United States Mint Begins Shipping Maya Angelou Coin As Inaugural American Women Quarters Issue | Lafayette County
The United States Mint (Mint) began shipping the first coins of the American Women Quarters (AWQ) program. These outstanding quarters honoring Maya Angelou are manufactured at the Mint’s facilities in Philadelphia and Denver. Coins featuring additional award winners will begin shipping later this year and through 2025.
Maya Angelou spent much of her childhood in Stamps with her grandmother Annie Johnson and her uncle Willie Johnson. His award-winning memoir, “I Know Why the Caged Bird Sings,” documents much of his coming-of-age experiences during this time.
Coins featuring additional award winners will begin shipping later this year and through 2025.
“It is an honor for me to present our nation’s first circulating coins dedicated to celebrating American women and their contributions to American history,” said Deputy Director of the Mint, Ventris C. Gibson. “Each quarter of 2022 is designed to reflect the breadth and depth of achievement celebrated throughout this historic coin program. Maya Angelou, featured on the reverse of this first coin in the series, used words to inspire and uplift.
Writer, poet, performer, social activist and teacher, Angelou gained international notoriety as an author after the publication of her groundbreaking autobiography, “I Know Why the Caged Bird is Singing.”
Angelou’s published works of verse, non-fiction and fiction include over 30 bestselling titles. His remarkable career encompasses dance, theater, journalism and social activism. Recipient of more than 30 honorary degrees, Angelou read “On the Pulse of Morning” during the inauguration in 1992 of President Bill Clinton. Angelou’s reading marked the first time an African-American woman wrote and presented a poem during a presidential inauguration. In 2010, President Barack Obama awarded Angelou the Presidential Medal of Freedom and in 2013 she received the Literarian Award, an honorary National Book Award for her contribution to the literary community.
The reverse (tails), designed by United States Mint (AIP) Art Infusion Program artist Emily Damstra and sculpted by United States Mint medalist artist Craig A. Campbell, depicts Maya Angelou with his arms raised. Behind her, a bird in flight and a rising sun, images inspired by her poetry and symbolic of her way of life. The inscriptions are “UNITED STATES OF AMERICA”, “MAYA ANGELOU”, “E PLURIBUS UNUM” and “QUART DE DOLLAR. “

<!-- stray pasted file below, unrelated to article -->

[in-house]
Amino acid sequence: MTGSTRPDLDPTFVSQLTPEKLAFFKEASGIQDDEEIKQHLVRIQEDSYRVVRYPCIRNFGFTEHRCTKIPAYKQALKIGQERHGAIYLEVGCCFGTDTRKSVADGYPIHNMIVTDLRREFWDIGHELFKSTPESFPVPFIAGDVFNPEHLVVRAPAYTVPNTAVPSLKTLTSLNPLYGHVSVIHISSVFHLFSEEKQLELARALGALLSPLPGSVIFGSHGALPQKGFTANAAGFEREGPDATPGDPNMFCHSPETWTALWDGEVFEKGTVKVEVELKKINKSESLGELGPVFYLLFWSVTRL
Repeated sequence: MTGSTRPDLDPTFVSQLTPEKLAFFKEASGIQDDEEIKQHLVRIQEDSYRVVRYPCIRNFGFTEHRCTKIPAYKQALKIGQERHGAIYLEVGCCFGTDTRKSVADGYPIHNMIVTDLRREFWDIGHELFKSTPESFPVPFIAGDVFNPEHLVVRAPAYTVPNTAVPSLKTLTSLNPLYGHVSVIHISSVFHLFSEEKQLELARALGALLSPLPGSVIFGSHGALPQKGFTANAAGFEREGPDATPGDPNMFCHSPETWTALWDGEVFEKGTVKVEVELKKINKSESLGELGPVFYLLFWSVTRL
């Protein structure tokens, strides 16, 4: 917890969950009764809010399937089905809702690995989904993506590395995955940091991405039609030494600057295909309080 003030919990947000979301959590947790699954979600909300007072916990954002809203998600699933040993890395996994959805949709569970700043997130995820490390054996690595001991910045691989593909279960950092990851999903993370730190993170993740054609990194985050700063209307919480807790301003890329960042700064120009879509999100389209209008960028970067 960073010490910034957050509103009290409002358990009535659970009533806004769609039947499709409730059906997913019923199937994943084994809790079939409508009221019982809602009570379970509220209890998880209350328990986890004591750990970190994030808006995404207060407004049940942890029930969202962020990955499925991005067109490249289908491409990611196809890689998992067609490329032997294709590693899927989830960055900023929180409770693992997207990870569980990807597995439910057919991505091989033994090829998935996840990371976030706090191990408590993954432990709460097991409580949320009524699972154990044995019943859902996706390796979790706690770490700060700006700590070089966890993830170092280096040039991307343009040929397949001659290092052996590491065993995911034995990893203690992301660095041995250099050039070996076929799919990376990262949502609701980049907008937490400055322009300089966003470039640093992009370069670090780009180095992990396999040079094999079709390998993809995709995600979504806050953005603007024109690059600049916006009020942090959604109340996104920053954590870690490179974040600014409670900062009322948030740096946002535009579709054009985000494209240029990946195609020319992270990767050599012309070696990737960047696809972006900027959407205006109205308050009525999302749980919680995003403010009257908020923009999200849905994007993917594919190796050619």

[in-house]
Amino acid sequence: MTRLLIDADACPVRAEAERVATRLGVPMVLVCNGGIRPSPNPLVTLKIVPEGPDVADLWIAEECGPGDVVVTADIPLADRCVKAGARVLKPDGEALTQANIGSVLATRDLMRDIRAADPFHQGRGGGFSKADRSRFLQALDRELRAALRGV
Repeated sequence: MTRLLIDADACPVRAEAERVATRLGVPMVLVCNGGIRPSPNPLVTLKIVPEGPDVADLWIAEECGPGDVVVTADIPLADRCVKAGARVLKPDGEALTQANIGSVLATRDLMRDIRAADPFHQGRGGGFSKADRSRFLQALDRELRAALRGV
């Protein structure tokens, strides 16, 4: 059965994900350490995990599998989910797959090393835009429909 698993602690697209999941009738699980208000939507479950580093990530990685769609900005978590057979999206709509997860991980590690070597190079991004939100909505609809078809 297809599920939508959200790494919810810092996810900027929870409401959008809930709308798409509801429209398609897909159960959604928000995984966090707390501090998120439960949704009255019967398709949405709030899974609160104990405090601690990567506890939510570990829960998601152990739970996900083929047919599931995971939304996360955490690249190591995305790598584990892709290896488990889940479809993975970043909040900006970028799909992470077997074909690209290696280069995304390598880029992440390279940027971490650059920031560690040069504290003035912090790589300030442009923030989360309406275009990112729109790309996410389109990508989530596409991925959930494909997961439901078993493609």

The obverse (heads) is a portrait of George Washington originally composed and sculpted by Laura Gardin Fraser to mark George Washington’s 200th birthday. Although her work was a recommended design for the quarter of 1932, then-Secretary of the Treasury Mellon ultimately chose John Flanagan’s well-known design. Of Fraser, Deputy Director Gibson said, “I am proud that George Washington’s new obverse design is the work of one of the most prolific sculptors of the turn of the 20th century. Laura Gardin Fraser was the first woman to design an American commemorative coin, and her work is recognized in numismatic and artistic circles. Ninety years after she intended to, her obverse design will rightly take its place in the neighborhood.
The inscriptions are “LIBERTY”, “IN GOD WE TRUST” and “2022”. The design of the obverse is common to all the quarters issued in the series.
The American Women Quarters program features pieces with inverted patterns (tails) emblematic of the achievements and contributions of pioneering American women. Beginning in 2022 and through 2025, the Mint will issue five quarters in each of those years. The group of ethnically, racially and geographically diverse people honored under this program reflects a wide range of achievements and fields, including suffrage, civil rights, abolition, government, humanities, science, l space and the arts. The other recipients in 2022 are physicist and first female astronaut, Dr. Sally Ride; Wilma Mankiller, the Cherokee Nation’s first female chief chief and Native American and women’s rights activist; Nina Otero-Warren, leader of the suffrage movement in New Mexico and first female superintendent of public schools in Santa Fe; and Anna May Wong, the first Chinese-American movie star in Hollywood, who achieved international success despite racism and discrimination.
“Maya Angelou’s writings and activism have inspired countless Americans and her legacy has helped build equity and understanding in our country,” said Senator Catherine Cortez Masto (D-NV), sponsor of the project. of law in the Senate. “She is exactly the type of leader I had in mind when Senator Fischer, Representative Lee and I drafted our bipartisan legislation to create a series of wards honoring the contributions of American women. This piece will allow generations of Americans to learn more about the books and poetry of Maya Angelou that speak of the lived experience of black women.
As a leader of the civil rights movement, poet laureate, college professor, Broadway actress, dancer and first African American female cable car driver in San Francisco, the talent and artistry of Maya Angelou has inspired generations. Americans, ”said Rep. Barbara Lee (D-CA), House sponsor of the bill. “I will forever cherish the private moments I have had the privilege of sharing with Maya, from speaking in her living room as sisters to her valuable advice throughout the challenges I have encountered as a black woman in a elected office. I am proud to have led this effort to honor these phenomenal women, who are most often overlooked in the telling of our country’s history. If you find yourself holding a neighborhood of Maya Angelou, remember her words: “Make sure you don’t die without doing something wonderful for mankind”.
CLICK HERE for a video of Maya Angelou’s quarters in production at the US Mint.